challenge before India and Pakistan is to link the hearts of the
people in both countries, Human Resource Development Minister Kapil Sibal said while releasing a Pakistani author's book.
"People in both the countries are the same. They are people who
think good about India…people who think good about Pakistan and we
need to link the hearts of people of both the countries," Sibal
said at the launch of the book "Smoke without Fire: Portraits of
Pre-Partition Delhi" Tuesday.
The book has been penned by Pakistani writer Abdul Rehman
Siddiqqui, who has talked about Delhi and its culture before
India's partition in 1947.
Sibal said though the capital has witnessed massive changes with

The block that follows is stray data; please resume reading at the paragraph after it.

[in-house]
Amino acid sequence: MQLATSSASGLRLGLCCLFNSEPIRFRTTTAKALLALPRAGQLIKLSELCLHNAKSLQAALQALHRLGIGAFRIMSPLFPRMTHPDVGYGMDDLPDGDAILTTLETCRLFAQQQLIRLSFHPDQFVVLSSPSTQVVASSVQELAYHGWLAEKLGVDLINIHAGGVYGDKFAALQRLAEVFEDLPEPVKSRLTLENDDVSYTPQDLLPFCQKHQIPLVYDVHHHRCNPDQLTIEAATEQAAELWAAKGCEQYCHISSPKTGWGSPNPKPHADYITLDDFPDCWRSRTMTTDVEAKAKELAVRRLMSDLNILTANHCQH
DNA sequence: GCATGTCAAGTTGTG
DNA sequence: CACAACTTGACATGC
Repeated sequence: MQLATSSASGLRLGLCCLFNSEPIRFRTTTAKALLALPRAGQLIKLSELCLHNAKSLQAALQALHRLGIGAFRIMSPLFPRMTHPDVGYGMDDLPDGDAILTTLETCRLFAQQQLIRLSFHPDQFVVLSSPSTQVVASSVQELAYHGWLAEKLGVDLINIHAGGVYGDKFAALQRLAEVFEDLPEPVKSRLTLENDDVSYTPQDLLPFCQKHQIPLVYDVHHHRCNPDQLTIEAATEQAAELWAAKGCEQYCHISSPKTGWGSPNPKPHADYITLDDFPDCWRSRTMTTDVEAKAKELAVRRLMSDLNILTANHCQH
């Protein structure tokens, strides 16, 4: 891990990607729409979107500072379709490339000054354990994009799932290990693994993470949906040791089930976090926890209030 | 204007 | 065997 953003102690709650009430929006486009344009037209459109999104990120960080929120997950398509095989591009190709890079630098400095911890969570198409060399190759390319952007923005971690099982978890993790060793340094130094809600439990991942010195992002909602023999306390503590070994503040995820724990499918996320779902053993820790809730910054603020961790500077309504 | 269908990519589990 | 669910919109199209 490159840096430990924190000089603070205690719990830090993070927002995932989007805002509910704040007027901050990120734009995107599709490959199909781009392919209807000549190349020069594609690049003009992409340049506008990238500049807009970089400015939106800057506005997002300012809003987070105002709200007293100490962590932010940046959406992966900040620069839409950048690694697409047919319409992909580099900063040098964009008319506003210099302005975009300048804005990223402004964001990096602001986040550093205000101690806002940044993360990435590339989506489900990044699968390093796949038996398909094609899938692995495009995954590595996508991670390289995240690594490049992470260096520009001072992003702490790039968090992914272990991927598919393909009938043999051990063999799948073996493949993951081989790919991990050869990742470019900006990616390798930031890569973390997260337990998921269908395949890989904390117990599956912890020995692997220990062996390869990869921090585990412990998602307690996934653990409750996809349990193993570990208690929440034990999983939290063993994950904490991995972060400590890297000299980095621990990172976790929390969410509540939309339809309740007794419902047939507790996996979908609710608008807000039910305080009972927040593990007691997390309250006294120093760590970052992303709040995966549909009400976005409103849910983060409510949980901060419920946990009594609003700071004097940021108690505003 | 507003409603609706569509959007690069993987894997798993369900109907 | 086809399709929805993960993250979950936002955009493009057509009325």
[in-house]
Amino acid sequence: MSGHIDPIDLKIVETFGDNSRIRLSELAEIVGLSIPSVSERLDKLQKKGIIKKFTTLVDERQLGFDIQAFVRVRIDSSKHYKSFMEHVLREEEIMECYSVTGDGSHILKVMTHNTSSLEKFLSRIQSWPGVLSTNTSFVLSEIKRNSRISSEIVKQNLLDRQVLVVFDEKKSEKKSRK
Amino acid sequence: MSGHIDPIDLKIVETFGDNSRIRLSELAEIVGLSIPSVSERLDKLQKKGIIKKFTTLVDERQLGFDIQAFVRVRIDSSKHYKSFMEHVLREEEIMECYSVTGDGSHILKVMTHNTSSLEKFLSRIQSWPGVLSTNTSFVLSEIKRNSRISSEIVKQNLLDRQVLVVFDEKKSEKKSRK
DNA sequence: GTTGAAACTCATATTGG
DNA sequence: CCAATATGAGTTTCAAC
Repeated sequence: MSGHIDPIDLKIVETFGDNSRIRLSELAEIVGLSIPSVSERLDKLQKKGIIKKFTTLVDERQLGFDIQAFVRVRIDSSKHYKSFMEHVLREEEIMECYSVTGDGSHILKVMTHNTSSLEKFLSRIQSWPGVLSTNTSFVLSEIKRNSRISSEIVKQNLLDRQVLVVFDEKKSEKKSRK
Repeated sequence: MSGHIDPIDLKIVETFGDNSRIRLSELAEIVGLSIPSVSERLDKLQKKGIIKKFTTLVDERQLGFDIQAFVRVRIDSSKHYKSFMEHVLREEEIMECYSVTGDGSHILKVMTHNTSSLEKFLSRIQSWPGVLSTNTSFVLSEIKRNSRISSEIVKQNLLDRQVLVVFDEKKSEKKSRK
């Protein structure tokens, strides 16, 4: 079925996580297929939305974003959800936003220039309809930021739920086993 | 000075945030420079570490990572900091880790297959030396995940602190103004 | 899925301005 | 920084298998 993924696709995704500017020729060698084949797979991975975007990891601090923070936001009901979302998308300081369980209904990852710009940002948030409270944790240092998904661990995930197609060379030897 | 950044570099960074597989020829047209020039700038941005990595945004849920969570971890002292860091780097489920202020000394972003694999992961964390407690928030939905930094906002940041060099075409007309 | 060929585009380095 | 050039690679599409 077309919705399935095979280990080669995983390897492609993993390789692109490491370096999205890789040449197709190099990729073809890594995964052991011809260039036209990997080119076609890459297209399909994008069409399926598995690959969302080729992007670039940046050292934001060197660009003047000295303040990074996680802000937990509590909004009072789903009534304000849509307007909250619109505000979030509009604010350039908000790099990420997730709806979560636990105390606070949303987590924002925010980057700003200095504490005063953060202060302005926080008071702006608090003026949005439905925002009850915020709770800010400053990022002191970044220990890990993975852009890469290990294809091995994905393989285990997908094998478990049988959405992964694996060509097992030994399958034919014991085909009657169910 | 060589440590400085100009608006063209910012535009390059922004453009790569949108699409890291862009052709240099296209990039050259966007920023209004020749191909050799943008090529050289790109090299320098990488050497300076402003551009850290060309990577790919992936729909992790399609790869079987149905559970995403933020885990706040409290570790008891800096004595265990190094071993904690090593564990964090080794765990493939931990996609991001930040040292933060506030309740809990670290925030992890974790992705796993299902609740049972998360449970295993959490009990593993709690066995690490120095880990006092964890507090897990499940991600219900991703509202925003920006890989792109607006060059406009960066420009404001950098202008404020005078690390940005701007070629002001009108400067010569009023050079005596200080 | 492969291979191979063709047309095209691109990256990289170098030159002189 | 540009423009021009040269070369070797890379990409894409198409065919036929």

flyovers, the Metro and high-rise buildings, somewhere its soul
"After partition, the city has witnessed so much, which is
unforgettable. But we need to remember the Delhi which was (there)
before partition," the minister said.
"When I go to Pakistan, it seems I'm home and when Pakistanis come
here, they also feel the same. The people of both countries think
good for each other. The borders of the hearts of the people of
these countries must be broken," he added.
"This book illustrates how strong the ties are between our two
countries. Though a geographical border exists, the soul is the
same. The book is not just fascinating reading, it's of great
historic importance as it documents the life and times of a bygone
era so effectively."
Author Siddiqqui, who was present at the launch, had spent his
childhood and days of youth in the capital.
"I have been living in Pakistan for a long time and my children
have nothing to do with India. But my heart will always lie in the
beautiful city of Delhi," he said.